These DVDs were delivered only a couple of days ago and I've watched them all twice so far. It's very rare that I will watch a modern film through twice within a few days. What makes this old Quatermass series so compelling? It's not just nostalgia (though that plays a part). I believe it's the way they force you to use your imagination. Fans of the modern films that employ all sorts of computer generated tricks and have access to enormous budgets may not appreciate this. After all, it's all in black and white and the special effects, although ingenious, might seem crude by today's standards. The acting, at least from the main characters is pretty good - if a bit melodramatic. The picture and sound quality of 'Quatermass II' and 'Quatermass and the Pit' are fairly good, but only two episodes of the first series, 'The Quatermass Experiment' still exist and some of the images are showing their age (and you may find that you're glad of the subtitle facility when watching those two episodes first time).
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209 of 215 people found the following review helpful By Mr. R. MacFadyen on 26 Sep 2005
Format: DVD
This marvellous box set brings together all of the existing episodes of the BBCs deservedly lauded 50s phenomenon. The two existing parts of "The Quatermass Experiment" (1953) allow us a rare glimpse of how a BBC drama of the period of British TV's first explosion in ownership was staged. This serial gripped the viewers and it's easy to see why as it's totally unlike anything else aired up to this point. Reginald Tate makes a comelling Quatermass and it's a shame that the rest was never recorded for posterity. All three serials were broadcast live, with filmed inserts used where necessary.
Quatermass II (1955) takes advantage of a further two years of technological development in TV and is a more accomplished production than the first, with ambitious and effective location filming and pioneering visual effects work from Jack Kine and Bernard Wilkie. Quatermass himself is less memorable, played this time by John Robinson, who was drafted in at short notice after the sad death of Reginald Tate during the serial's pre-production. There are strong turns from Hugh Griffith and future Master, Roger Delgado. The story is an exceptionally strong one, with Quatermass dealing with aliens who have already landed and begun to infiltrate humanity - a clasic 50s scenario.
The last of the three serials is also the best. "Quatermass and the Pit" certainly does not disappoint both in terms of story and production, which for the time was lavish and extremely imaginative. Quatermass is this time played by Andre Morell, who could have been made for the part, and he is given excellent support by Cec Linder, Anthony Bushell, John Stratton and Christine Finn.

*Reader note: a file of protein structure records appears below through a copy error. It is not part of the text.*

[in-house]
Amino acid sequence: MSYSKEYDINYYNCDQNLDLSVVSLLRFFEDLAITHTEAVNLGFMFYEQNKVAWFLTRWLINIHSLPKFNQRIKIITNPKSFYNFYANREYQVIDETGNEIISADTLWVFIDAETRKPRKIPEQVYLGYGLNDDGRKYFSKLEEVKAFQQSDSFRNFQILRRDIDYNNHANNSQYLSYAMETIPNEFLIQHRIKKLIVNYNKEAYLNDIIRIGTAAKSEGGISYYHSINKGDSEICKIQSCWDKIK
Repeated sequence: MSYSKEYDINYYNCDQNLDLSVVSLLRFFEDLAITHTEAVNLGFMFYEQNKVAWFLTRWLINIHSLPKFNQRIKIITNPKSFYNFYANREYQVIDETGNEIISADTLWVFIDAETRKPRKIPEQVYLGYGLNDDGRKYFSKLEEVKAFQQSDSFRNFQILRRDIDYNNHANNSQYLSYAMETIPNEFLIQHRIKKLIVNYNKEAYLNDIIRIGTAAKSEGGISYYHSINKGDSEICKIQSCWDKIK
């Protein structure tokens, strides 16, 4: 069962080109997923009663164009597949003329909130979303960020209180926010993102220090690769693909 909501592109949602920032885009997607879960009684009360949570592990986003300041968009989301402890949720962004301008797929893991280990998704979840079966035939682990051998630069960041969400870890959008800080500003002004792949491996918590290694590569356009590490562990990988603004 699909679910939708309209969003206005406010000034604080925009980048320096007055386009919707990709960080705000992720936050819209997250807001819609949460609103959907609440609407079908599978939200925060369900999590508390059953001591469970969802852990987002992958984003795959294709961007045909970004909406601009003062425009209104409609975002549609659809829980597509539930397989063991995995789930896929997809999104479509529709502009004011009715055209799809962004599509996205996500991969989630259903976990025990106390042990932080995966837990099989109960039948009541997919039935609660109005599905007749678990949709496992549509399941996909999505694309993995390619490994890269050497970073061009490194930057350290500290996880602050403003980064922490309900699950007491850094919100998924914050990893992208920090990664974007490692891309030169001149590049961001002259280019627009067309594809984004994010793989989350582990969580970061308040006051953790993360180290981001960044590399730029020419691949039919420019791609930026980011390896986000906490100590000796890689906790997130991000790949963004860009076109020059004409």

All of these stories, particularly the last, benefit greatly from a superb restoration job undertaken as a labour of love by the BBC's Dr.
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11 of 11 people found the following review helpful By Princess Spider on 4 Nov 2008
Format: DVD
If you want to know where the lineage of shows like The X Files originate, then marvel at the three ground breaking adventures of Professor Quatermass that haunted the flickering TV screens of the austere 1950s. Indeed, this trilogy represents the journey undertaken by Professor Quatermass and his creator, Nigel Kneale, via a medium that was still in the process of discovering itself. The evolution of Quatermass is reflective of the evolution of television itself.

It was during the austere days of 1953 when Kneale took his place in the drama department at BBC Television. He came in with such awe and vision at what brave new territory television drama could explore. But this brave new world was still dominated by an old guard: that traditional bureaucracy steeped in the values of an already bygone age. They did not share the young writer's extrapolation of what potential television could explore, content with offering little more than radio with pictures: productions limited to live performances at the already antiquated studios at Alexandra Palace. The brave new medium needed a good old fashioned kick.

So when asked to provide a six part serial to plug a gap in the Saturday night schedule during the summer of 1953, Nigel Kneale conspired to put a rocket up the BBC's collective anal retentive by quite literally dropping one on the very middle England this hierarchy aspired to represent and protect.

Bring Something Back was the original title of the six part serial Kneale was commissioned to write with haste. He was teamed with writer and director Rudolph Cartier who shared Kneale's dislike of BBC bureaucracy. Together the two conspired a serial that would unnerve middle England with something that threatened its very existence; all our existence.